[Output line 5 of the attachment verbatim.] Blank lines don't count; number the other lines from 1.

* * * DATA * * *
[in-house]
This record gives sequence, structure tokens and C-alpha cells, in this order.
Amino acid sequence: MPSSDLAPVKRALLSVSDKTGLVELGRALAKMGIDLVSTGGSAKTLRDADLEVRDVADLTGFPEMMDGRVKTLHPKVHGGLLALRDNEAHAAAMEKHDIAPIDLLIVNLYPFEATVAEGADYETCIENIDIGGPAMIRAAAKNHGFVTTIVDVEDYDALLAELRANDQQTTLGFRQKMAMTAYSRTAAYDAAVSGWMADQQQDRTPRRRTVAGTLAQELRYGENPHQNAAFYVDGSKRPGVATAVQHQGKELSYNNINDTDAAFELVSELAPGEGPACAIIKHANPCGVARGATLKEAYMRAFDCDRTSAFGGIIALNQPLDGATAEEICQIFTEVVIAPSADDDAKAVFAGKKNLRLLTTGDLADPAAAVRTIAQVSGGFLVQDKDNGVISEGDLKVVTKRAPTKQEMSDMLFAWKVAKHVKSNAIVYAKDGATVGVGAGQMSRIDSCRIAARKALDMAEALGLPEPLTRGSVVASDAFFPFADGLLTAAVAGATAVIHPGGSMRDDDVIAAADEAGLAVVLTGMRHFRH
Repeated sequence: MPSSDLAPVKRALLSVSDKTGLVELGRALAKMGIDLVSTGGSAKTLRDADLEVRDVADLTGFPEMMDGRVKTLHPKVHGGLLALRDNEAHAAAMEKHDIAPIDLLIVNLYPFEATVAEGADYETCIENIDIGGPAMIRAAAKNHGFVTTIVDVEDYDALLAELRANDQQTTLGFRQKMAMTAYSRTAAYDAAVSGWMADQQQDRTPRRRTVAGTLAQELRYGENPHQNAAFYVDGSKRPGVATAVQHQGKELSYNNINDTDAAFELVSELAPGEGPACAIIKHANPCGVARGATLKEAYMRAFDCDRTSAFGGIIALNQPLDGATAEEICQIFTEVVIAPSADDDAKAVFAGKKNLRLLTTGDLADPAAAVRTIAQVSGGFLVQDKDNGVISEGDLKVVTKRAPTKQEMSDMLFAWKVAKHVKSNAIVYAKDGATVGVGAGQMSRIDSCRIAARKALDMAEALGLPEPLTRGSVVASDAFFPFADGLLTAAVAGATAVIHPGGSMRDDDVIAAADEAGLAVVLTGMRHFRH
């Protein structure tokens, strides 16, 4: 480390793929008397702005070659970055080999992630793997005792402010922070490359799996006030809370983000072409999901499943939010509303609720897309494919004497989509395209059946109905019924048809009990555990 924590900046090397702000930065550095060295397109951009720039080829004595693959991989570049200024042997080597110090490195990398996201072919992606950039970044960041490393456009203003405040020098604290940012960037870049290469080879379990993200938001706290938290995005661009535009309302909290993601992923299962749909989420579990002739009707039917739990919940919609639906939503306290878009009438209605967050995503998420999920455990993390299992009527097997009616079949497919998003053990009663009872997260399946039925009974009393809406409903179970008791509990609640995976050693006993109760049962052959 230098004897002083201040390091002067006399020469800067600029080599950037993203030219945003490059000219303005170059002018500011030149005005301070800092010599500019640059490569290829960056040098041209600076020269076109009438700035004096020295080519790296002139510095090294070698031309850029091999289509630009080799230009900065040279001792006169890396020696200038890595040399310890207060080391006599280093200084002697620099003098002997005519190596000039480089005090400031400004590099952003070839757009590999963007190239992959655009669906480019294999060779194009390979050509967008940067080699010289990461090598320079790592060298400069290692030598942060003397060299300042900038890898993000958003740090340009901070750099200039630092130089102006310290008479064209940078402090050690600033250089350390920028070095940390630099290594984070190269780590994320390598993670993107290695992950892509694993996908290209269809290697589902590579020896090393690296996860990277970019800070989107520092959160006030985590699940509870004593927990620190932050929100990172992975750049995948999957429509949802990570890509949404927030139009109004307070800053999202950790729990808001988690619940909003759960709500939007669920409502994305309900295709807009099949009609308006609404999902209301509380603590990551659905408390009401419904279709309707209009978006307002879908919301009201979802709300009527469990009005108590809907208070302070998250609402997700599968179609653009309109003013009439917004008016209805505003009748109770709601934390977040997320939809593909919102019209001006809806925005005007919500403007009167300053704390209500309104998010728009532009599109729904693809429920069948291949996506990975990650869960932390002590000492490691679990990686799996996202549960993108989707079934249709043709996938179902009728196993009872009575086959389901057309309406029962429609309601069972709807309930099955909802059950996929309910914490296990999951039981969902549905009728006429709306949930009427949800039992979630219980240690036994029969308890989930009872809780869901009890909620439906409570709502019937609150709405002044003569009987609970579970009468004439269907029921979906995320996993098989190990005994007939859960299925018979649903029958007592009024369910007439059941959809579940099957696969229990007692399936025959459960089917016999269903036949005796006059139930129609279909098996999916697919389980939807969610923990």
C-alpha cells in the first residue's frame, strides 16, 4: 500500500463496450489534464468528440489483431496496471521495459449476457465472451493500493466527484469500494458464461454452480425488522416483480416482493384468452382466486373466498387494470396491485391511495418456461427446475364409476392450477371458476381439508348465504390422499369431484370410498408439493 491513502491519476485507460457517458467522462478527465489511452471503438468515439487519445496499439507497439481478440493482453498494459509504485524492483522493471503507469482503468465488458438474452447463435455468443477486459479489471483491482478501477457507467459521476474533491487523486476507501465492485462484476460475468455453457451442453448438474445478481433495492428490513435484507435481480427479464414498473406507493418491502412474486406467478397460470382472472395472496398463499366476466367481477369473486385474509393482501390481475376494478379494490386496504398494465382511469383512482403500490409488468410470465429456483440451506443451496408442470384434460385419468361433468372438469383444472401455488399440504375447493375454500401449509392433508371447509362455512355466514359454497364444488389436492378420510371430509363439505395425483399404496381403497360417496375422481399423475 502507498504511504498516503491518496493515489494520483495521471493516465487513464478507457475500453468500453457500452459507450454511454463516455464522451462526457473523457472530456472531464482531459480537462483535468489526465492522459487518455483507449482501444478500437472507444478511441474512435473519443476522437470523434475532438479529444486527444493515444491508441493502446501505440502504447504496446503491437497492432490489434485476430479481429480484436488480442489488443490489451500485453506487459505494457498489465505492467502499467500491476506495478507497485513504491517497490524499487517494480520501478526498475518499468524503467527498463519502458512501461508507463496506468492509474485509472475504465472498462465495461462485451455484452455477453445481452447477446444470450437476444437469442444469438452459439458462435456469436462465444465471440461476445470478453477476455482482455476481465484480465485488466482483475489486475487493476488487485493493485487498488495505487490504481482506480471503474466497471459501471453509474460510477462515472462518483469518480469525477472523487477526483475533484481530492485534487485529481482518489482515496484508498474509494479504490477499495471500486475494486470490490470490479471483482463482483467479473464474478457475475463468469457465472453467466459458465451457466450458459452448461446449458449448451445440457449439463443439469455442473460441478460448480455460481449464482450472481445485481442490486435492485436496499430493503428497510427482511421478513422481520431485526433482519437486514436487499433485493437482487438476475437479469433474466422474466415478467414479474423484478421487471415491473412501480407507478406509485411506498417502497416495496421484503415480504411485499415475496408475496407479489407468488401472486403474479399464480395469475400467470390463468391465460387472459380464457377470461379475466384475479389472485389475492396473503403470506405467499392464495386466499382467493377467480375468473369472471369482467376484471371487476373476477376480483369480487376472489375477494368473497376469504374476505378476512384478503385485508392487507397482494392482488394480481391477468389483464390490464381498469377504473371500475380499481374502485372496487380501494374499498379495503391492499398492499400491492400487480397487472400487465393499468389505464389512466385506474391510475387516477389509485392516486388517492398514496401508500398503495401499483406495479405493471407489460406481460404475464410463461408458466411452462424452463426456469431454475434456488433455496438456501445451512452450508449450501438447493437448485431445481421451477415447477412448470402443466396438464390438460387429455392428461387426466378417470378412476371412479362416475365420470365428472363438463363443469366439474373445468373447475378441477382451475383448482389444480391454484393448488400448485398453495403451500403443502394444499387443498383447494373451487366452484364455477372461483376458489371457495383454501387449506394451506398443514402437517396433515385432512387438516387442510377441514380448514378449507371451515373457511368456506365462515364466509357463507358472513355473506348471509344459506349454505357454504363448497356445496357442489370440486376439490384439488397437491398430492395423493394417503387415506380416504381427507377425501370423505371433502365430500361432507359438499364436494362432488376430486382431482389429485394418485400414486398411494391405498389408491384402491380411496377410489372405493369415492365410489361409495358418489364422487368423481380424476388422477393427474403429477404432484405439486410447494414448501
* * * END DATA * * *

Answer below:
């Protein structure tokens, strides 16, 4: 480390793929008397702005070659970055080999992630793997005792402010922070490359799996006030809370983000072409999901499943939010509303609720897309494919004497989509395209059946109905019924048809009990555990 924590900046090397702000930065550095060295397109951009720039080829004595693959991989570049200024042997080597110090490195990398996201072919992606950039970044960041490393456009203003405040020098604290940012960037870049290469080879379990993200938001706290938290995005661009535009309302909290993601992923299962749909989420579990002739009707039917739990919940919609639906939503306290878009009438209605967050995503998420999920455990993390299992009527097997009616079949497919998003053990009663009872997260399946039925009974009393809406409903179970008791509990609640995976050693006993109760049962052959 230098004897002083201040390091002067006399020469800067600029080599950037993203030219945003490059000219303005170059002018500011030149005005301070800092010599500019640059490569290829960056040098041209600076020269076109009438700035004096020295080519790296002139510095090294070698031309850029091999289509630009080799230009900065040279001792006169890396020696200038890595040399310890207060080391006599280093200084002697620099003098002997005519190596000039480089005090400031400004590099952003070839757009590999963007190239992959655009669906480019294999060779194009390979050509967008940067080699010289990461090598320079790592060298400069290692030598942060003397060299300042900038890898993000958003740090340009901070750099200039630092130089102006310290008479064209940078402090050690600033250089350390920028070095940390630099290594984070190269780590994320390598993670993107290695992950892509694993996908290209269809290697589902590579020896090393690296996860990277970019800070989107520092959160006030985590699940509870004593927990620190932050929100990172992975750049995948999957429509949802990570890509949404927030139009109004307070800053999202950790729990808001988690619940909003759960709500939007669920409502994305309900295709807009099949009609308006609404999902209301509380603590990551659905408390009401419904279709309707209009978006307002879908919301009201979802709300009527469990009005108590809907208070302070998250609402997700599968179609653009309109003013009439917004008016209805505003009748109770709601934390977040997320939809593909919102019209001006809806925005005007919500403007009167300053704390209500309104998010728009532009599109729904693809429920069948291949996506990975990650869960932390002590000492490691679990990686799996996202549960993108989707079934249709043709996938179902009728196993009872009575086959389901057309309406029962429609309601069972709807309930099955909802059950996929309910914490296990999951039981969902549905009728006429709306949930009427949800039992979630219980240690036994029969308890989930009872809780869901009890909620439906409570709502019937609150709405002044003569009987609970579970009468004439269907029921979906995320996993098989190990005994007939859960299925018979649903029958007592009024369910007439059941959809579940099957696969229990007692399936025959459960089917016999269903036949005796006059139930129609279909098996999916697919389980939807969610923990």